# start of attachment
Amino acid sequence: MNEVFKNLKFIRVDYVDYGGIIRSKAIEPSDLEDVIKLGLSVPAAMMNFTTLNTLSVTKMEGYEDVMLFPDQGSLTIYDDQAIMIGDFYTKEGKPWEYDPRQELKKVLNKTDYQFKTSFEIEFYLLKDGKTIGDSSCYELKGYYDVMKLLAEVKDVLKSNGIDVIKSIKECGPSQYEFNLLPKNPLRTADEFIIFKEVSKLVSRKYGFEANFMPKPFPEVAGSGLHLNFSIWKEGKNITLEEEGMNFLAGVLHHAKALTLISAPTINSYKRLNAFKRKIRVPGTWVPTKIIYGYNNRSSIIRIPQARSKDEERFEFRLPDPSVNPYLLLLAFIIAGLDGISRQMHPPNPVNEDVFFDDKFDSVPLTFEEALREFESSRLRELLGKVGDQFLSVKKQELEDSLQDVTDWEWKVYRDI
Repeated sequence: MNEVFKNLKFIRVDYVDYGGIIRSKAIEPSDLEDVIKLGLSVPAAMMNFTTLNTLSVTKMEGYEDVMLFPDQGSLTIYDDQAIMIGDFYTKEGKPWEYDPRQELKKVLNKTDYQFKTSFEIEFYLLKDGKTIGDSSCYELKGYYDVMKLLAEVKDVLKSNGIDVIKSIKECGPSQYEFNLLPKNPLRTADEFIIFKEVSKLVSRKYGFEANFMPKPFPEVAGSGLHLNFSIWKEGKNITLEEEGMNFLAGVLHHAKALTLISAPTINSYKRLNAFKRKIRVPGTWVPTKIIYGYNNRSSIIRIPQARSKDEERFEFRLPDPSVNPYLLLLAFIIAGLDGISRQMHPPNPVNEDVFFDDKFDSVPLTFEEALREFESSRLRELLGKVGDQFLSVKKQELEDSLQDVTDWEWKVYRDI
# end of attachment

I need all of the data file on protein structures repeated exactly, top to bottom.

Amino acid sequence: MNEVFKNLKFIRVDYVDYGGIIRSKAIEPSDLEDVIKLGLSVPAAMMNFTTLNTLSVTKMEGYEDVMLFPDQGSLTIYDDQAIMIGDFYTKEGKPWEYDPRQELKKVLNKTDYQFKTSFEIEFYLLKDGKTIGDSSCYELKGYYDVMKLLAEVKDVLKSNGIDVIKSIKECGPSQYEFNLLPKNPLRTADEFIIFKEVSKLVSRKYGFEANFMPKPFPEVAGSGLHLNFSIWKEGKNITLEEEGMNFLAGVLHHAKALTLISAPTINSYKRLNAFKRKIRVPGTWVPTKIIYGYNNRSSIIRIPQARSKDEERFEFRLPDPSVNPYLLLLAFIIAGLDGISRQMHPPNPVNEDVFFDDKFDSVPLTFEEALREFESSRLRELLGKVGDQFLSVKKQELEDSLQDVTDWEWKVYRDI
Repeated sequence: MNEVFKNLKFIRVDYVDYGGIIRSKAIEPSDLEDVIKLGLSVPAAMMNFTTLNTLSVTKMEGYEDVMLFPDQGSLTIYDDQAIMIGDFYTKEGKPWEYDPRQELKKVLNKTDYQFKTSFEIEFYLLKDGKTIGDSSCYELKGYYDVMKLLAEVKDVLKSNGIDVIKSIKECGPSQYEFNLLPKNPLRTADEFIIFKEVSKLVSRKYGFEANFMPKPFPEVAGSGLHLNFSIWKEGKNITLEEEGMNFLAGVLHHAKALTLISAPTINSYKRLNAFKRKIRVPGTWVPTKIIYGYNNRSSIIRIPQARSKDEERFEFRLPDPSVNPYLLLLAFIIAGLDGISRQMHPPNPVNEDVFFDDKFDSVPLTFEEALREFESSRLRELLGKVGDQFLSVKKQELEDSLQDVTDWEWKVYRDI